Content curation may seem simple, but if you don’t follow these content curation best practices, you may be doing more harm than good for your organization’s social channels.
Having recently successfully managed a social media program for a client in which 99 percent of the content published was curated, I can speak firsthand as to the power of content curation to empower a social media strategy. Content is the currency of social media, but that doesn’t necessarily mean that the burden of all content creation falls on you! The beautiful thing is that there is an almost unlimited treasure trove of content that is still waiting to be searched for, discovered, and reused.
I’ve been writing about content curation for a few years, so I wanted to take the opportunity here to outline what I think are the best practices you should be following in your content curation.
The rest of the entries on this list go down the drain without practicing this one first. You must decide who your audience and their interests are. Your content curation ROI heavily depends on how you engage your customers and how they respond to you. Feeding your audience content that they have no interest in could certainly backfire.
You want to grab your audience’s attention, right? Make sure to identify what is relevant, interesting, thought provoking, and emotion evoking to your audience. Provide content that matters to them.
It is true that we are in the marketing business and we should be focusing on marketing and sales. But look at the big brands creating commercials that are heart-warming, inspiring, and at times filled with tear-jerking stories. The brands do this to elicit emotions from their audience; this is also a way of gaining their trust.
Once you have gained your audience trust and curiosity, everything will follow like a stack of dominoes.
Quality and quantity are now a couple. They don’t want to be separated anymore. Your audience does not want quality and quantity separated as well.
Creating a large volume of low-quality curated content won’t get your audience’s attention anymore in the noisy social media world of today. At the same time, publishing curated content of high quality on an infrequent monthly basis would miss out on a lot of opportunities.
The graph shown below courtesy of Curata shows the frequency marketers perform curation-related activities.
Don’t be afraid to publish curated content three to four times per week or more. You can automate it by queueing your posts ahead of time. But note that some content might be time sensitive and you would want to publish them right away.
Ensuring that your content is of high quality can take a chunk of your time. Develop a systematic process that is comfortable for you and raise your content curation operations to the next level. You will reap the rewards for this.
Collecting data from a variety of sources can expedite the whole curation process big time. This can also transform your efforts and procedures into a more holistic approach. The process can be applied to all aspects of the business — which can definitely save a lot of resources.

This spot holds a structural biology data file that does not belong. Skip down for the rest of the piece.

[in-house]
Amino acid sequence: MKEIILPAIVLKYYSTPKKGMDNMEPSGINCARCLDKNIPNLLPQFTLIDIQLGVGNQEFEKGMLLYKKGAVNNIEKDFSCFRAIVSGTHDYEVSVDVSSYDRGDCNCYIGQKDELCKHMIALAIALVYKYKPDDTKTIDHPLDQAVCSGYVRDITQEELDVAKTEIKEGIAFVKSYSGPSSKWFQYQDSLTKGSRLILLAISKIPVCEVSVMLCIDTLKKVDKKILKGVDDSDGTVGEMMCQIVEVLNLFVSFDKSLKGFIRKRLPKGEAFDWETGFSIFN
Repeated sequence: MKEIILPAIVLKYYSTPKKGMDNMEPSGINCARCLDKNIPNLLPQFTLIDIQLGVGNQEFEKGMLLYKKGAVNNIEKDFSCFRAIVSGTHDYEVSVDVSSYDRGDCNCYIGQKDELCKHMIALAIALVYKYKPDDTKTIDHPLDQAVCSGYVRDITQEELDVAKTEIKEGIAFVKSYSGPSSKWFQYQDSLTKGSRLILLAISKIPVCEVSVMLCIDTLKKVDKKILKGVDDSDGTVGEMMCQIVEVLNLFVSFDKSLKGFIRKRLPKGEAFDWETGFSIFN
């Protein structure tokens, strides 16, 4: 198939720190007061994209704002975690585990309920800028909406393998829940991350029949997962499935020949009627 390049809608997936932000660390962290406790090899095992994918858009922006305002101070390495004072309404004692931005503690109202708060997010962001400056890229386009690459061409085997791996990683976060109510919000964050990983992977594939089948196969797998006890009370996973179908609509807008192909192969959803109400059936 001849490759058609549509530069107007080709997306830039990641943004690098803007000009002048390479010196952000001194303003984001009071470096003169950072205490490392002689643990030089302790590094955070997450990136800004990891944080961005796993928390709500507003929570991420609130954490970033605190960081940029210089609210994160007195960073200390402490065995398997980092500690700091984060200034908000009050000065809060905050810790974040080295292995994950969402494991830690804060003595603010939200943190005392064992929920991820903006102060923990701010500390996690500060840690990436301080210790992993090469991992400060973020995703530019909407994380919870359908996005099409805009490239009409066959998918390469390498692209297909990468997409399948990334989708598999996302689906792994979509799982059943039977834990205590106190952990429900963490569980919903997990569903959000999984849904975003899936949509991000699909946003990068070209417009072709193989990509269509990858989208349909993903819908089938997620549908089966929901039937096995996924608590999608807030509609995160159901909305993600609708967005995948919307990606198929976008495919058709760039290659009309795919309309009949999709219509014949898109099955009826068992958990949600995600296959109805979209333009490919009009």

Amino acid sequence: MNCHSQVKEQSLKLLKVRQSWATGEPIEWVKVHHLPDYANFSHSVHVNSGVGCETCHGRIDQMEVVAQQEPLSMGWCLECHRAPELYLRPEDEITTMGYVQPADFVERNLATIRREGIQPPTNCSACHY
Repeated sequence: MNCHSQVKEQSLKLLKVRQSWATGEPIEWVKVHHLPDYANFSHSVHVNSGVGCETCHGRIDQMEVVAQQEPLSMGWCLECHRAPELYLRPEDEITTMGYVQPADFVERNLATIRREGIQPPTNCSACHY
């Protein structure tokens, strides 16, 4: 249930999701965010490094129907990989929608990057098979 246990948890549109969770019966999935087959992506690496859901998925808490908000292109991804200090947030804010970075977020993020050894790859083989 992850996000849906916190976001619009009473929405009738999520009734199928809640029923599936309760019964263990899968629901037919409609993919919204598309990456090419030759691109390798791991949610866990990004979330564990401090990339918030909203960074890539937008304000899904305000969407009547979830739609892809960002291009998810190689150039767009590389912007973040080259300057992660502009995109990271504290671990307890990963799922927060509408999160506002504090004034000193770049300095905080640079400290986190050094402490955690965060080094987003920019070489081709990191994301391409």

Here is some of the data that is very important to collect:
- URLs of everybody connected to your business, such as industry associations, customers, partners, and ecosystem players
- Social media accounts and blogs of the above, but make sure you choose those that seem most active and relevant
- Newsletters of your choice from the above that seem to offer the most valuable information
- Keywords to be used for web alerts and notifications
- RSS feeds
There are a lot of content curation sources for you to choose from. Determine what type of material you may need in your curation then make a list of the sources where you can dig deeper to find such content. Remember that a well-organized database can help in optimizing the whole content curation process.
Content curation is not a walk in the park. The whole process can definitely eat much of your valuable time. Fortunately, there are tons of content curation tools that marketers can utilize at their own disposal. These tools are classified according to their use during the whole content curation process.
Marketers and curators can save a lot of time once they learn and decide which of the tools fit with their curation needs and practices. Once you decide to use these tools, it is advised to make sure they perform with accuracy and reliability.
Here is a list of some of the top content curation tools I personally recommend:
- Curata. The industry-leading content curation tool for enterprises. Period.
- Feedly. Aggregate your RSS feeds to help you more efficiently curate content.
- Storify. A great way of not only curating content but also publishing that curated content in a “storified” format.
- Paper.li. A Twitter-centric approach to finding and providing content to curate.
- List.ly. The definitive list-based content curation tool.
- Scoop.it. A great tool which helps you from curation to publication.